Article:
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Around the world, through storms and choppy seas

By Arunkumar Bhatt

MUMBAI, JAN. 22. The Navy's Tall Ship, INS Tarangini, is completing one year of its round-the-world voyage today. It has been through storms and choppy seas, on a mission of goodwill, and meanwhile training its cadets.

INS Tarangini, a three-masted Barque built by Goa Shipyard Ltd, is now in the Pacific Ocean, heading for Suva, Fiji. It is a floating naval academy. The cadets learn seamanship, navigation, astro-navigation, semaphore and morse light signalling. And, they learn courage, camaraderie and endurance.

It set sail from Kochi on January 23 last year. It has logged some 22,645 nautical miles and has about 7,755 miles more to circumnavigate the globe and come back home around May 1. By then it would have called at 36 ports in 18 countries.

The voyage has taken the Tarangini through the traditional route of the Arabian Sea, the pirate-infested Red Sea, the narrow Suez Canal, the stormy Mediterranean, the chilly Atlantic, the Great Lakes, Panama Canal and now the stormy Pacific. Often it has sailed non-stop for weeks.

The first Commanding Officer during the voyage, Commander Shaikh Shaukat Ali, told The Hindu: "We faced a very severe storm in the Mediterranean, with winds blowing at 60 knots per hour, often bursting to 72 knots, and the waves rising as high as 10 metres. One had to look up to see the wave.'' Commander Ali spoke of how they deftly dodged the fury of the storm, keeping it at the ship's starboard quarter — that is, the rear area of the right side. They could not allow the mountain-size waves to crash on its side. Nor should it have faced the wind head-on. The skipper and his six officers, 27 crew members and 35 cadets struggled to keep the ship steady and manoeuvre it towards the storm's better side (navigable semi-circle) and avoid its dangerous semi-circle. It was biting cold and the crew members needed three layers of woollens.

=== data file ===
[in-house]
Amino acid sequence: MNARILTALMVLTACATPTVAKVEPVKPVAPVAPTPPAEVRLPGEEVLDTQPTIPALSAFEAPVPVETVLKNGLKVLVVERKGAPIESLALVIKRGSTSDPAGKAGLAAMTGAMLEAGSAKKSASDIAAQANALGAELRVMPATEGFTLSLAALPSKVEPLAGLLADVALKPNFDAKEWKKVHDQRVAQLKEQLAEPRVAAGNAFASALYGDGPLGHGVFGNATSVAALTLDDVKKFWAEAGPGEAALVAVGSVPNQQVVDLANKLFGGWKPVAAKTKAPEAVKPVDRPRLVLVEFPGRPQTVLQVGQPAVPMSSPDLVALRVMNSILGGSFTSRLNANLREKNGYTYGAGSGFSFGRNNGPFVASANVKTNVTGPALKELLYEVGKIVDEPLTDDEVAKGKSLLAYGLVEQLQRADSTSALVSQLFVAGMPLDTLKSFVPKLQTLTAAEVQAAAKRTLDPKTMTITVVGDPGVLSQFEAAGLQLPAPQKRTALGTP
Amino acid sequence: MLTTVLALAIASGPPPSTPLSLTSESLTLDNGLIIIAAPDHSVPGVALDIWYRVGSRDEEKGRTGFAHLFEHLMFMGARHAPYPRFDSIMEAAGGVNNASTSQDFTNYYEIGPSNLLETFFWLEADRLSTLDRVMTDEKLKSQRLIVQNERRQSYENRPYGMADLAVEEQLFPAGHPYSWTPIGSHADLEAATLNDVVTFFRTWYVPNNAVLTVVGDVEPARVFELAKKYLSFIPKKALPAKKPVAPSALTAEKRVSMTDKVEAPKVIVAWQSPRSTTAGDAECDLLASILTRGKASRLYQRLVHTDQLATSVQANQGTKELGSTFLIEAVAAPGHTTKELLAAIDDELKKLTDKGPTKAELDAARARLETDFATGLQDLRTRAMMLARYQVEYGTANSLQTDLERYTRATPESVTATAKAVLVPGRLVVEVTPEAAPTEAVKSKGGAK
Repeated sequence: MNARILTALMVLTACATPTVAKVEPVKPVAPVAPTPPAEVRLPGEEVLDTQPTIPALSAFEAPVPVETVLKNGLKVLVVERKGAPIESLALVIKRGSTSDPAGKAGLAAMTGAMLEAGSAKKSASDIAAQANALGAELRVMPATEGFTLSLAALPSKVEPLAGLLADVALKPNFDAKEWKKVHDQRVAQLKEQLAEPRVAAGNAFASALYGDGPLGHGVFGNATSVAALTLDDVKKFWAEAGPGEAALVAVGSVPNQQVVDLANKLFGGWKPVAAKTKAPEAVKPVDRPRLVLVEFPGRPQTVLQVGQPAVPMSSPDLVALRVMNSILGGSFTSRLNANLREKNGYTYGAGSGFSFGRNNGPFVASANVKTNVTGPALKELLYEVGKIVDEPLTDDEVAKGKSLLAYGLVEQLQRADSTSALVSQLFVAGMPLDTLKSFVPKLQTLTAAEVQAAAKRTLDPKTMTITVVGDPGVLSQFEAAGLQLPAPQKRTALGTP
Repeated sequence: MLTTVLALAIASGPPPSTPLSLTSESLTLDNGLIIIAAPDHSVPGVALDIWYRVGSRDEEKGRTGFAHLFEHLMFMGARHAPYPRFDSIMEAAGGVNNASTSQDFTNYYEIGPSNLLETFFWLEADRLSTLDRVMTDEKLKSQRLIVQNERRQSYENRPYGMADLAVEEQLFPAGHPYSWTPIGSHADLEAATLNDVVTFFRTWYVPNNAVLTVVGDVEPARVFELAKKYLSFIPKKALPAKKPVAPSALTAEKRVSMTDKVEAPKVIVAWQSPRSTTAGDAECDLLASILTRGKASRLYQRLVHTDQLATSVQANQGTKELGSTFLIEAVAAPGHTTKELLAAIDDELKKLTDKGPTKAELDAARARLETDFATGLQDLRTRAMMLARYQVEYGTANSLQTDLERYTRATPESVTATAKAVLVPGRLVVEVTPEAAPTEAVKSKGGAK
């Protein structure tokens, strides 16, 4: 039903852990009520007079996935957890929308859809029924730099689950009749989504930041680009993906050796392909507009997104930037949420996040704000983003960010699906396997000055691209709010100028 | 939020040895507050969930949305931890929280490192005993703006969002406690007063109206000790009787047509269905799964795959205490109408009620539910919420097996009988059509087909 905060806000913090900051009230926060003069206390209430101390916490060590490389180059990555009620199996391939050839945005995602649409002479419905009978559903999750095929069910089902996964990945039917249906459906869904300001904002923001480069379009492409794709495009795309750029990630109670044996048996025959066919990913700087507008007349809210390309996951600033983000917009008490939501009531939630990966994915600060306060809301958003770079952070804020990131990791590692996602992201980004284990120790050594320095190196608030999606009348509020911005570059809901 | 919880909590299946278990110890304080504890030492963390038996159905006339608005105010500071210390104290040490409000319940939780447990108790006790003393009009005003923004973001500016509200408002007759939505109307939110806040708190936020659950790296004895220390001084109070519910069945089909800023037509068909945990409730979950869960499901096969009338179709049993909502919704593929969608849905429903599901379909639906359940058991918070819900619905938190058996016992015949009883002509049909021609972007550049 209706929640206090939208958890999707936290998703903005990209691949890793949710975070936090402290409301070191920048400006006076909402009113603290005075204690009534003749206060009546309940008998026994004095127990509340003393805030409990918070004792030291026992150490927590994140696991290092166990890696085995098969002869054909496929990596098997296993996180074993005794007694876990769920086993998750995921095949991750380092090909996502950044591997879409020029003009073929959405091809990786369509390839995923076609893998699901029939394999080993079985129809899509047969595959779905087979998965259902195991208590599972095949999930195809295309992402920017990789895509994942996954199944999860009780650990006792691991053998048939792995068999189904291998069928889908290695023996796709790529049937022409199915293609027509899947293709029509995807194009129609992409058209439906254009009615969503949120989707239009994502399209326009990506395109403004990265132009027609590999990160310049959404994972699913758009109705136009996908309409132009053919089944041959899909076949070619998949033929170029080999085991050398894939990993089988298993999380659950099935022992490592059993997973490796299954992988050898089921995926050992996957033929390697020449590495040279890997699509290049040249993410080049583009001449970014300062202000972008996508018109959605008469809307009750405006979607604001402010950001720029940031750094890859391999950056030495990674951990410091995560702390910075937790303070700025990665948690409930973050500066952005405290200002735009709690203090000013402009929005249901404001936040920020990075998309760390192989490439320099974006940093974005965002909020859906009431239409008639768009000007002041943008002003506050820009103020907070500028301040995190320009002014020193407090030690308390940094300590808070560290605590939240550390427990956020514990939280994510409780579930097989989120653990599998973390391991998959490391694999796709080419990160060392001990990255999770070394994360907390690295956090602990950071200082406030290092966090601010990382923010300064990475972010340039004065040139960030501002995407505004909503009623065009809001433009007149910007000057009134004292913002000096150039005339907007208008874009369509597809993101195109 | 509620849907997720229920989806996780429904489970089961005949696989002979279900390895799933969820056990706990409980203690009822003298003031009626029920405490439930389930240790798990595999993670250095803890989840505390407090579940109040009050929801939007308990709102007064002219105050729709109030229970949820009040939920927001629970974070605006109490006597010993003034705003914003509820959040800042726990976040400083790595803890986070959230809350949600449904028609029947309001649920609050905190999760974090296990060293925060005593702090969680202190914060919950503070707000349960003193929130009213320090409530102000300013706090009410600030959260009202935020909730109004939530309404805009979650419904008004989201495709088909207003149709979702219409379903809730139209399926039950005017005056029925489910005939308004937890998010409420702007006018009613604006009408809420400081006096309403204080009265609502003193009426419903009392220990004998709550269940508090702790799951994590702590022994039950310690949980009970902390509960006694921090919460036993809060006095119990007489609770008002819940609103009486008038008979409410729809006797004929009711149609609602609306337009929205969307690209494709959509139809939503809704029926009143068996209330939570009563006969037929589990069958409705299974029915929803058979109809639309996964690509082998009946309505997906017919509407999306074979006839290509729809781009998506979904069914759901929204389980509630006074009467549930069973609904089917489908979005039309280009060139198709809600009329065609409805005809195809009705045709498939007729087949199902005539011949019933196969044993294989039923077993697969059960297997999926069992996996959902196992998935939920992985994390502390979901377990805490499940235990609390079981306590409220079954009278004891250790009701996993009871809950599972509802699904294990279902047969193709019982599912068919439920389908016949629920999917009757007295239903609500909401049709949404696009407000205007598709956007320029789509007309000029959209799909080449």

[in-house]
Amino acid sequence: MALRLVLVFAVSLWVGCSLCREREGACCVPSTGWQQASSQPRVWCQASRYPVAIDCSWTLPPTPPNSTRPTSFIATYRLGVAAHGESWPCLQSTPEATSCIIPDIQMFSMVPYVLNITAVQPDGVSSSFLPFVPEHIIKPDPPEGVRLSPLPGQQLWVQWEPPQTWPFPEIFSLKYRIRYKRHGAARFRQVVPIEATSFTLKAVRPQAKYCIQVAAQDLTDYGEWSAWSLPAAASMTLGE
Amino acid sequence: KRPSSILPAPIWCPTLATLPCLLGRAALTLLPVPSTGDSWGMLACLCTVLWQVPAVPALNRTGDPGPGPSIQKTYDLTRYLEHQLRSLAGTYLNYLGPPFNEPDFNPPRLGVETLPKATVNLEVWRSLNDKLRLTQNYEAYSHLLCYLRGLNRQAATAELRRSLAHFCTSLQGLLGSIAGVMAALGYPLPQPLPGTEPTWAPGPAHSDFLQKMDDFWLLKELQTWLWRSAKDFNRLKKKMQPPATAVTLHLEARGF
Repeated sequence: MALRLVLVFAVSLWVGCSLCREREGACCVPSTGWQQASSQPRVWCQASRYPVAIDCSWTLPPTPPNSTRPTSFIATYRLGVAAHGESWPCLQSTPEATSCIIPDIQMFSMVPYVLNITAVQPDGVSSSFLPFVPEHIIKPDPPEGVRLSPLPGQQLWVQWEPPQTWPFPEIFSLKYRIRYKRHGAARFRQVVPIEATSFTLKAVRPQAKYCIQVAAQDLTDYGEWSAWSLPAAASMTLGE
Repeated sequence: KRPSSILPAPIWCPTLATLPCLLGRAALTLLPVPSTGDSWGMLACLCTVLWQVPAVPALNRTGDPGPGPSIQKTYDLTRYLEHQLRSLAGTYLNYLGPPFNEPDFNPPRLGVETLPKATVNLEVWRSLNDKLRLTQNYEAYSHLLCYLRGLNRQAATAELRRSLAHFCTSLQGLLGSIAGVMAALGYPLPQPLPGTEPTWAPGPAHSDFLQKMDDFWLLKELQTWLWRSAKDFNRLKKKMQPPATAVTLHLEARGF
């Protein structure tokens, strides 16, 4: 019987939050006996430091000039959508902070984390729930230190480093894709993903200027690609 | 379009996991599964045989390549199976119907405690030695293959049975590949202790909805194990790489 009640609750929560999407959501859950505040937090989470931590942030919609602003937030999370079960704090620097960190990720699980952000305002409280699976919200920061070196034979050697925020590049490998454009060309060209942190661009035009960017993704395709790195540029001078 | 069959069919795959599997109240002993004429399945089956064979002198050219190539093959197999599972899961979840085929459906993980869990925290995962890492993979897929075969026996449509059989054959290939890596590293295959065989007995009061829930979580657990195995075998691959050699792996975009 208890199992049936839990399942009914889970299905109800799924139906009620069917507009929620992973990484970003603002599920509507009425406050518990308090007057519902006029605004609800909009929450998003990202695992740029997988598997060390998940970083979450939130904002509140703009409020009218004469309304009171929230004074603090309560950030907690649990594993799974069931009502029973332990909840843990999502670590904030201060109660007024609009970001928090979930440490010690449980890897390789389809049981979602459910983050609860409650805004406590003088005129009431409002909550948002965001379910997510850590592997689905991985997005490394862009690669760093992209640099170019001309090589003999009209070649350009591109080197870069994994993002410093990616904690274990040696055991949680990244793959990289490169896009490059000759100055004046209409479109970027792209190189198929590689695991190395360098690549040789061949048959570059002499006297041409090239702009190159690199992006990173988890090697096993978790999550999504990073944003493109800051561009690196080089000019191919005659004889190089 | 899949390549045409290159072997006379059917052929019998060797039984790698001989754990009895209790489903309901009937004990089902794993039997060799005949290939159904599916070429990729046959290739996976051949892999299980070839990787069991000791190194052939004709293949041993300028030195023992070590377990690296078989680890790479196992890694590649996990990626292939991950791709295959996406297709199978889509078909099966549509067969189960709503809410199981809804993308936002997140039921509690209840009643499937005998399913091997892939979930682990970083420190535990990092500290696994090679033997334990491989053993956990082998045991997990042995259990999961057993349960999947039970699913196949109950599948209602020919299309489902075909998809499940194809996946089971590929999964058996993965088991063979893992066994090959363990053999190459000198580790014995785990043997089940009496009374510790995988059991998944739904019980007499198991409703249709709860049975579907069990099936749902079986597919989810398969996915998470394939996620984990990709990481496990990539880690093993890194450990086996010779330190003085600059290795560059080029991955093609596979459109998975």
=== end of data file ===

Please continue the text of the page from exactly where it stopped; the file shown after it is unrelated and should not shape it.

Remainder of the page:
The storm tossed about the Tarangini — which means wave-rider in Sanskrit — for 28 hours. Occasionally it was lifted several metres high. Then the vessel would hit the water surface with a thud, recalls Commander Ali. It lost all its eight square sails and much of the rigging. Even the 14 mm steel cables snapped. But the logistics branch of the Navy that has been husbanding the Tarangini, stepped in and supplied the sails and rigging at the next port of call, Palermo in Italy. The struggle and the subsequent 23-day-long non-stop trans-Atlantic sailing seasoned the youngsters — half of them in their early twenties — into veteran seamen and women.

INS Tarangini stole the show at the Tall Ship races in the Great Lakes. Sailing ships from 24 countries, some with centuries-old sailing traditions, had participated in the event. The Tarangini came first in two races and third in the remaining two of the Youth Sailing Division, the main category of races. Besides, the Indians were the overall champions. The Tarangini was unanimously judged the best ship. Because it had come from the farthest country, the Indian vessel got the Long Distance Ship award too. Commander Ali got the Best Tall Ship Captain award.

Ahead of the races, the Chief of the Naval Staff, Admiral Madhavendra Singh, had sailed in the INS Tarangini from Hamilton to Montreal in order to boost the cadets' morale.

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